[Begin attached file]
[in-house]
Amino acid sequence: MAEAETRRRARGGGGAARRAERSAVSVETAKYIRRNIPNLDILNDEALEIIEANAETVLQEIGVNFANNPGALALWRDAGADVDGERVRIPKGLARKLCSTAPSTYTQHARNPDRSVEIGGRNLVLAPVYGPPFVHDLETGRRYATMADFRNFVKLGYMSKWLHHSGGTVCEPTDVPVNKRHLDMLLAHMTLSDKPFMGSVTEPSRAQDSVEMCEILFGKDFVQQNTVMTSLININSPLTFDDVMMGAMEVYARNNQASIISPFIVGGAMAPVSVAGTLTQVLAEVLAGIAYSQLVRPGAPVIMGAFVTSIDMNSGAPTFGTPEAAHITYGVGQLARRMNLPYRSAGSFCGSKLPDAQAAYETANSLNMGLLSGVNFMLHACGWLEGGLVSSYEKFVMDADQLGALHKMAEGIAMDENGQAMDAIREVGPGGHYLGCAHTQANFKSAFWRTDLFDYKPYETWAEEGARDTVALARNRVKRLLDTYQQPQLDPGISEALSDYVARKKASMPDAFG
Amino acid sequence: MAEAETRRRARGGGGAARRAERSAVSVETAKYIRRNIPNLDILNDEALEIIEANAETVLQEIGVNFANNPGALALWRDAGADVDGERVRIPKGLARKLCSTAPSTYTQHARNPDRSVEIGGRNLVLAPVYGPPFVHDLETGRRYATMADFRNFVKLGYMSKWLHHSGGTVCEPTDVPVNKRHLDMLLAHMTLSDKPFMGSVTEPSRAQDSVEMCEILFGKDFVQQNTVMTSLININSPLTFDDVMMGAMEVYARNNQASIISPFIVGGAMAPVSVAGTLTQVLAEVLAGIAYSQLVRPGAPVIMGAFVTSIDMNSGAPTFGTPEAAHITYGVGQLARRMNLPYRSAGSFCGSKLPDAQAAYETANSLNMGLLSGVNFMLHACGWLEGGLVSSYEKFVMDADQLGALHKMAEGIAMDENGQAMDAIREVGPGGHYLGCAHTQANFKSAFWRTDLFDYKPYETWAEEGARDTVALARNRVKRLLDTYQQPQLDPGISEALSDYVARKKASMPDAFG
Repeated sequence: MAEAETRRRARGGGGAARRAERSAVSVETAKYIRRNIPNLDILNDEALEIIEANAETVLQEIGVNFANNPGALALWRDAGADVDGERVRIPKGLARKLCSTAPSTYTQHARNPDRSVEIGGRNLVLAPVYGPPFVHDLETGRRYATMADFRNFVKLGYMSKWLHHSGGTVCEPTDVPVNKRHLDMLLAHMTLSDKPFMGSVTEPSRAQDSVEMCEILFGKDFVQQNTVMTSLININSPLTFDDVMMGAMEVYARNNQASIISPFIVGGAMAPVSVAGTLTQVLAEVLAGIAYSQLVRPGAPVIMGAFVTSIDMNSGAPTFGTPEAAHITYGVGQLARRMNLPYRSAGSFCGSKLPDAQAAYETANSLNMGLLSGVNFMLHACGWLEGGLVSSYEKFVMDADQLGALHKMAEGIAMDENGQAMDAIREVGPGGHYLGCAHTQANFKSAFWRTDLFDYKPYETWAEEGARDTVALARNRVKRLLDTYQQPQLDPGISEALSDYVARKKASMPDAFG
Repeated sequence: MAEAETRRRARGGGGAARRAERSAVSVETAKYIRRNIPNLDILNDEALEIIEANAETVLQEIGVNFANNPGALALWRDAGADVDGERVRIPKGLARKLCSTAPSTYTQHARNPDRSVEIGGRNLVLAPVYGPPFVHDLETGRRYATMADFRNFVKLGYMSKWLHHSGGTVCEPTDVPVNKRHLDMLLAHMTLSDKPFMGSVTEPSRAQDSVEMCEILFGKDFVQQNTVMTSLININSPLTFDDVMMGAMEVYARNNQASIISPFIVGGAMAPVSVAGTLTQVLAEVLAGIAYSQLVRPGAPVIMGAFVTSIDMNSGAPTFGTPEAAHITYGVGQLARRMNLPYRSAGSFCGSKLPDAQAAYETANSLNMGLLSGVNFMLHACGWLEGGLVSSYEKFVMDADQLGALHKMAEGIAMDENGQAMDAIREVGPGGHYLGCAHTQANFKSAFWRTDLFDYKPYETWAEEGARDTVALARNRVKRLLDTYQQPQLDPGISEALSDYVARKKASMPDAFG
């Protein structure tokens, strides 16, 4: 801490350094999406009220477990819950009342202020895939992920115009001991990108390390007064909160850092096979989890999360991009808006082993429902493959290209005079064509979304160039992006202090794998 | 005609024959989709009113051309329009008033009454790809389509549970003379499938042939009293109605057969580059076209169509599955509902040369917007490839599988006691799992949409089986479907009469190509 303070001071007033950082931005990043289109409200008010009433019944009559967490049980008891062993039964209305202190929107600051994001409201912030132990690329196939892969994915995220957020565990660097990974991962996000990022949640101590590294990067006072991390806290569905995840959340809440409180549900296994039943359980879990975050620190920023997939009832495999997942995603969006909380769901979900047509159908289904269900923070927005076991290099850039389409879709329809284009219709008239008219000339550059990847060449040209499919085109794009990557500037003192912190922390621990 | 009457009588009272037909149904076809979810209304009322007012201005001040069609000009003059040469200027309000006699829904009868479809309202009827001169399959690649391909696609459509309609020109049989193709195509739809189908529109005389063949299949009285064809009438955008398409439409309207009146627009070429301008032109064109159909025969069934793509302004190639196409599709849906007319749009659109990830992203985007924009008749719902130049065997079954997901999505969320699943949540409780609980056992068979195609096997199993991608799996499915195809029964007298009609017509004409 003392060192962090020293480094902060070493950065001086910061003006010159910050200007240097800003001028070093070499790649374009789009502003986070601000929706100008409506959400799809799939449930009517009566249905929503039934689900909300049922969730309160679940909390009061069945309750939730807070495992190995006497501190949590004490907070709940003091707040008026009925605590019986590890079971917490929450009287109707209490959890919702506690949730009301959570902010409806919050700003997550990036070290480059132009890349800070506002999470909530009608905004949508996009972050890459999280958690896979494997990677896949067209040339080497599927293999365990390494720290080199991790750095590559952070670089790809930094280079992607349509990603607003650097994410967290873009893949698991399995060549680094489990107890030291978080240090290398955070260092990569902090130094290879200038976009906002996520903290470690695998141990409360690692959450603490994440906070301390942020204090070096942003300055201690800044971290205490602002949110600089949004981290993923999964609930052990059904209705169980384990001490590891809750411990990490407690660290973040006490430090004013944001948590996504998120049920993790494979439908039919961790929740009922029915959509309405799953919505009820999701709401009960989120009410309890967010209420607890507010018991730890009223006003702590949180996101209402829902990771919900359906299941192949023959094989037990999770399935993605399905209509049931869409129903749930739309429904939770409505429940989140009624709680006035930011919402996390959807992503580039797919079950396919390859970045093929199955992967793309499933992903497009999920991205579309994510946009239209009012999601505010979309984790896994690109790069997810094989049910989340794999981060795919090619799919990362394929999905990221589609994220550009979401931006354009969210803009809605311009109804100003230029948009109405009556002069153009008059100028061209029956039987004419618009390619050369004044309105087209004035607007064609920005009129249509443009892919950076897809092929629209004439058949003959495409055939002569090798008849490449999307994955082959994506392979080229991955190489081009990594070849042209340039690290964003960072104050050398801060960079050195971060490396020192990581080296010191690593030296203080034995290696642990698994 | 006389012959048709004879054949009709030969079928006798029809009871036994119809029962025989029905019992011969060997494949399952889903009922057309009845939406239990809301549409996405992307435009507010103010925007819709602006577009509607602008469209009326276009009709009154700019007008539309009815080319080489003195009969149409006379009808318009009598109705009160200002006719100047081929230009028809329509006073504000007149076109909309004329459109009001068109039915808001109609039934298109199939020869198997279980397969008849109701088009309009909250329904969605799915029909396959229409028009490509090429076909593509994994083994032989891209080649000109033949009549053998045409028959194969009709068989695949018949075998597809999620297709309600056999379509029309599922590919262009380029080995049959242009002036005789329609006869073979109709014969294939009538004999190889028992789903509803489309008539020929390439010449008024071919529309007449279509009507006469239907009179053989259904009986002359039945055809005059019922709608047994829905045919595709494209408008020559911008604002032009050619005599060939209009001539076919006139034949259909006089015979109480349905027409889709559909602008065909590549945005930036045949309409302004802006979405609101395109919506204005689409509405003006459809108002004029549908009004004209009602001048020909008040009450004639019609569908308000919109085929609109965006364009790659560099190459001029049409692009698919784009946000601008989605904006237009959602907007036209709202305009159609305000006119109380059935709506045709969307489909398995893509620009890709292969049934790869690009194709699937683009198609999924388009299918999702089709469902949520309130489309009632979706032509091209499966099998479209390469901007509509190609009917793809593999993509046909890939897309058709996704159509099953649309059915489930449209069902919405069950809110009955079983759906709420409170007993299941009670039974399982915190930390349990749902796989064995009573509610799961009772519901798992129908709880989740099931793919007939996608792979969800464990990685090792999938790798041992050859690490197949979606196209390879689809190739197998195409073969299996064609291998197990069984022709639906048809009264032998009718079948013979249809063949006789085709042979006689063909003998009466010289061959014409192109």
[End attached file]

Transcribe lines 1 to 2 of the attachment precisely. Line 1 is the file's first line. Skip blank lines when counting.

[in-house]
Amino acid sequence: MAEAETRRRARGGGGAARRAERSAVSVETAKYIRRNIPNLDILNDEALEIIEANAETVLQEIGVNFANNPGALALWRDAGADVDGERVRIPKGLARKLCSTAPSTYTQHARNPDRSVEIGGRNLVLAPVYGPPFVHDLETGRRYATMADFRNFVKLGYMSKWLHHSGGTVCEPTDVPVNKRHLDMLLAHMTLSDKPFMGSVTEPSRAQDSVEMCEILFGKDFVQQNTVMTSLININSPLTFDDVMMGAMEVYARNNQASIISPFIVGGAMAPVSVAGTLTQVLAEVLAGIAYSQLVRPGAPVIMGAFVTSIDMNSGAPTFGTPEAAHITYGVGQLARRMNLPYRSAGSFCGSKLPDAQAAYETANSLNMGLLSGVNFMLHACGWLEGGLVSSYEKFVMDADQLGALHKMAEGIAMDENGQAMDAIREVGPGGHYLGCAHTQANFKSAFWRTDLFDYKPYETWAEEGARDTVALARNRVKRLLDTYQQPQLDPGISEALSDYVARKKASMPDAFG